Is Google a Tax Evading Money Launderer or Game Player?

Bloomberg is reporting Google saved $3.1 billion via transfer pricing over the past three years. Transfer pricing is a legal yet controversial tax strategy whereby a company allocates “income to tax havens while attributing expenses to higher-tax countries.”

To be fair, Google is merely one of “countless” companies which use transfer pricing. Even Facebook is planning to get in on the fun ASAP.

However, while the US loses $60 billion in tax revenues annually to transfer pricing, the question remains:

Is “transfer pricing” simply a nice legal term for a form that operates a lot like money laundering in function?

Yes, transfer pricing is redefining money laundering into a legal loophole

Besides the fact that multinational corporations have world-class lawyers and lobbyists, no other reason exists for a business to report income in lower-tax countries and expenses in higher-tax countries. On an objective scientific level, moneys earned and expenses accrued within a country should be reported there. Everything else is a game which enriches the company at the country’s expense.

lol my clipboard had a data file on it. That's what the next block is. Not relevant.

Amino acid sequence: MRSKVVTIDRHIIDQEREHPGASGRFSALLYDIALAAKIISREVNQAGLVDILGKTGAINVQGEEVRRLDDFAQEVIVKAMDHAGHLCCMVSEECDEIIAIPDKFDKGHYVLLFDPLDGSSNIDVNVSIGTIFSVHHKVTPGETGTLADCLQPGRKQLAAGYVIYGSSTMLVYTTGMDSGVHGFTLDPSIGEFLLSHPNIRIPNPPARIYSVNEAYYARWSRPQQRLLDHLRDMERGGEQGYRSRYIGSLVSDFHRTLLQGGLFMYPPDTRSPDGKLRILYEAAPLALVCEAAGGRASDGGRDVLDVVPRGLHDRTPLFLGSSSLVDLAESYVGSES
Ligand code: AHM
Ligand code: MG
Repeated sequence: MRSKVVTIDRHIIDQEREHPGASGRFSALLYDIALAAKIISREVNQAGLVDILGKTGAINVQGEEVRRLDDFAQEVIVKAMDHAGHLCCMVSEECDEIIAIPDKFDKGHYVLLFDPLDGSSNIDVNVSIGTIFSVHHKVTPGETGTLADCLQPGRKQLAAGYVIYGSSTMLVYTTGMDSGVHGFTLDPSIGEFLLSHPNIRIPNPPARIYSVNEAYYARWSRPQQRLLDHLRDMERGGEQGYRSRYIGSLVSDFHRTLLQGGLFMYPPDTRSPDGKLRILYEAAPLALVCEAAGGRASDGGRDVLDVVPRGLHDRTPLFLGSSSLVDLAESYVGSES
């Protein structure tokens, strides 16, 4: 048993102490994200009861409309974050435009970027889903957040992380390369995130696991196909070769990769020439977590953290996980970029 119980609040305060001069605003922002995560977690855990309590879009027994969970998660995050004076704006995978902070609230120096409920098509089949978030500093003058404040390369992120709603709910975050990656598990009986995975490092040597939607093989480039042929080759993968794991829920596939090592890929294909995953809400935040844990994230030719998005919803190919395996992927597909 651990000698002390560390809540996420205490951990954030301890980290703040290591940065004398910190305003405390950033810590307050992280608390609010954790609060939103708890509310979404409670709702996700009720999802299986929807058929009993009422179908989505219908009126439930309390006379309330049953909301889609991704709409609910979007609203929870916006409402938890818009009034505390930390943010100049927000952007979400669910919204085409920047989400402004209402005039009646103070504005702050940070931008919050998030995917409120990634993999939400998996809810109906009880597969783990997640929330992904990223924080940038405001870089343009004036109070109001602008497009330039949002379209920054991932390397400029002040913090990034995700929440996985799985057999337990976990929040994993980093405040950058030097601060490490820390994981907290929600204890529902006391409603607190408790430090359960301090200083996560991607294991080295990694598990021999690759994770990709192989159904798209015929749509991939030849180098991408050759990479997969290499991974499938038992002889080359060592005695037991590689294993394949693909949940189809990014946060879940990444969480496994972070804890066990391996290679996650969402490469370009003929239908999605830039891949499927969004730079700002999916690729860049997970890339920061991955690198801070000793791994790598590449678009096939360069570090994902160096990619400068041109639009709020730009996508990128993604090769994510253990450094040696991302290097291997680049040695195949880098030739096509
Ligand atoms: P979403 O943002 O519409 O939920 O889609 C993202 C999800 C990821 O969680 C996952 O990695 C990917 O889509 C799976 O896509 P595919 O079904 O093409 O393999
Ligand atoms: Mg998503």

The same way lobbying is legal bribery of a public official, transfer pricing is legal money laundering by shifting accounting items into subsidiaries that avoid appropriate taxation.

No, transfer pricing is a legitimate way of accounting

The law is the law. If the law allows transfer pricing, there’s nothing wrong with it. A corporation is mandated with maximizing profits, so governments need to change the law if they don’t like transfer pricing.

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What do you think about transfer pricing? Let us know in the comments below …

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